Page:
Positivism, Realism, and Sources of Law
P. Mindus & T. Spaak (eds.), The Cambridge Companion to Legal Positivism, Forthcoming
38 Pages Posted: 29 Aug 2019
Date Written: August 1, 2019
This paper explores the relationships between legal positivism and legal realism. Legal positivists hold that all law is positive law, that it is based on social sources. The law is therefore incomplete: there are legal disputes that cannot be determined by law alone. But legal realists seem to presuppose that all law is positive, and they affirm that, at least in appellate cases, judicial decisions are underdetermined by positive law. Are realists therefore legal positivists? In temper and outlook the doctrines are similar. My argument is that, after some conceptual errors are set aside, one difference lies in their respective attitudes to sources of law. Positivists hold that many sources of law are binding, at least on judges. Legal realists hold that many sources are permissive only: even domestic statutes and cases often have little more authority than, e.g. a doctrine of foreign law. That, in addition to the more familiar sources of indeterminacy acknowledged by positivists and realists alike, helps explain why realists think law is so loosely controlling in court, and why it is often defeated by considerations of policy and preference.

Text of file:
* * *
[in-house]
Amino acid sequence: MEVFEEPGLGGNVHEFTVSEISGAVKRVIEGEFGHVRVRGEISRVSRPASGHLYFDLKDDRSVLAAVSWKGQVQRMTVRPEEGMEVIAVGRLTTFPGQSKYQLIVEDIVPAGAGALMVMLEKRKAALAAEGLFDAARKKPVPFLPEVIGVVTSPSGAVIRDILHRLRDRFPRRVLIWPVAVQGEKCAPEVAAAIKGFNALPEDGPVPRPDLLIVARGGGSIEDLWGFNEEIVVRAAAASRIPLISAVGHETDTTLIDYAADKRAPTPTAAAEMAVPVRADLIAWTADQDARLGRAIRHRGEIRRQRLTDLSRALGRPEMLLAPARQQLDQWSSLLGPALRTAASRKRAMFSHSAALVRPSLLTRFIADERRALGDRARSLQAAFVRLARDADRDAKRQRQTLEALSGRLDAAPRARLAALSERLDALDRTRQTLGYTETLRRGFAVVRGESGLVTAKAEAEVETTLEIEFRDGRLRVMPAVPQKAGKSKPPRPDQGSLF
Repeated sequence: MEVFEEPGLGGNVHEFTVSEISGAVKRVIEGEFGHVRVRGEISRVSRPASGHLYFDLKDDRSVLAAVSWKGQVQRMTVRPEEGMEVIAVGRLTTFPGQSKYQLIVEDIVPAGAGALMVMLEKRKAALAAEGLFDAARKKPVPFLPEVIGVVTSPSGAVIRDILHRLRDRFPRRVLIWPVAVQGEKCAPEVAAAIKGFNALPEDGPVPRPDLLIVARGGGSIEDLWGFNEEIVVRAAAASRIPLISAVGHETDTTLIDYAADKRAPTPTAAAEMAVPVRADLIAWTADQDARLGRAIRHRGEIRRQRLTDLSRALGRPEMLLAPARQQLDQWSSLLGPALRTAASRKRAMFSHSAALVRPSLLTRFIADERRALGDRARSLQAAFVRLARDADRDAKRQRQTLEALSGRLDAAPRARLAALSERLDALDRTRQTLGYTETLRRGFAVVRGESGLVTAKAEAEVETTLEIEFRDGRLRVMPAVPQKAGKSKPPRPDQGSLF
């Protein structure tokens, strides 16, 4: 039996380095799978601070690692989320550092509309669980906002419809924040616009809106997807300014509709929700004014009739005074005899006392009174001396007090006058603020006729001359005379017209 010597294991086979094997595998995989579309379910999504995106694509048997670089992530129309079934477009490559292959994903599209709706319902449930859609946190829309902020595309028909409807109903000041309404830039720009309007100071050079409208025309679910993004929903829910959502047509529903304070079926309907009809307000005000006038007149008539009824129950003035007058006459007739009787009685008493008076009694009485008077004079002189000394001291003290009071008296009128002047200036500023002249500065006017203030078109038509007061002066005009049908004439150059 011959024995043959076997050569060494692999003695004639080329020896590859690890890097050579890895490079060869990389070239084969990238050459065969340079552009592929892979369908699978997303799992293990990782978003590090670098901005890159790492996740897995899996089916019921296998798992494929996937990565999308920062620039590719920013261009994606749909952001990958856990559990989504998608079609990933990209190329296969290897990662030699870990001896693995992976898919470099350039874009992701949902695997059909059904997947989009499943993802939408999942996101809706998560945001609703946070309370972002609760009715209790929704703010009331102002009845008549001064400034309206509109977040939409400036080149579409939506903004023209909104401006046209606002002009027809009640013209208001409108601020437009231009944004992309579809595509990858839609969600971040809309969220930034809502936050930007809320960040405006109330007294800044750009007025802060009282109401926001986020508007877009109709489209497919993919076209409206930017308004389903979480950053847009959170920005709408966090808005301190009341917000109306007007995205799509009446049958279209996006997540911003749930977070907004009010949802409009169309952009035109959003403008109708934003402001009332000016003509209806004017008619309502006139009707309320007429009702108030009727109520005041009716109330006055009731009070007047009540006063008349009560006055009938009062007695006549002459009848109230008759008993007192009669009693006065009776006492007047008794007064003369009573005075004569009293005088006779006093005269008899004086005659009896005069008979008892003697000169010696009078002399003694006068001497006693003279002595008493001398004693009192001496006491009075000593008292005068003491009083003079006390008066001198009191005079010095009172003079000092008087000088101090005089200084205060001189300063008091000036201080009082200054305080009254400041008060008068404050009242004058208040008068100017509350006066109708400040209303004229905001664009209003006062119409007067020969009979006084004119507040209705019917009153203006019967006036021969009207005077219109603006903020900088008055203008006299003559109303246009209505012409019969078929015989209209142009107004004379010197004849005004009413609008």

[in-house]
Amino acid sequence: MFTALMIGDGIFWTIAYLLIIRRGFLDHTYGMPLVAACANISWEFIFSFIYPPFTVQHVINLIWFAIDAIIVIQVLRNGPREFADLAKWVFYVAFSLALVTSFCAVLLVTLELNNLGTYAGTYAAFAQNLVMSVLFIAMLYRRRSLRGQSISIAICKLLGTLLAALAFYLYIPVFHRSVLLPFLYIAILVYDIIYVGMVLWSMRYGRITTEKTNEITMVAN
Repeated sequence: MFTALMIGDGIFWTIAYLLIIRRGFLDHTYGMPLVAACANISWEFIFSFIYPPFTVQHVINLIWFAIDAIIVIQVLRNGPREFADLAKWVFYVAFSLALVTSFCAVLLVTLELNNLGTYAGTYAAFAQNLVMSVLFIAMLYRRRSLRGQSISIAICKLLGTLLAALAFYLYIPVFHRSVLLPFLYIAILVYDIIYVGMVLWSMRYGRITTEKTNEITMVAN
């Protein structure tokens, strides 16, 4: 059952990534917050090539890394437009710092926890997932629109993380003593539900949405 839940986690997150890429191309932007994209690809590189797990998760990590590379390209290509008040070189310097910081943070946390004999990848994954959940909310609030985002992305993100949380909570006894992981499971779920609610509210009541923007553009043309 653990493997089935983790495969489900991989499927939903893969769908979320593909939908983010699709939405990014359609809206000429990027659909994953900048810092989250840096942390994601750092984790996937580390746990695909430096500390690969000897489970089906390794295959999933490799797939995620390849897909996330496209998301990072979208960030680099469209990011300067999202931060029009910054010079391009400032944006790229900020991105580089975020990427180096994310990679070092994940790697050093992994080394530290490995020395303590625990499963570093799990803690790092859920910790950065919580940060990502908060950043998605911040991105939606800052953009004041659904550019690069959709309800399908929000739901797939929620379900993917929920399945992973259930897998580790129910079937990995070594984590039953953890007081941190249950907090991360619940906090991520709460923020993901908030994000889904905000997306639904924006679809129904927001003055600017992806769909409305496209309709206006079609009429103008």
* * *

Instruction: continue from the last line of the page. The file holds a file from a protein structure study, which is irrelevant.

Keywords: legal positivism, legal realism, jurisprudence, H.L.A. Hart, Hans Kelsen, Brian Leiter, Felix Cohen, Karl Llewellyn, legal indeterminacy
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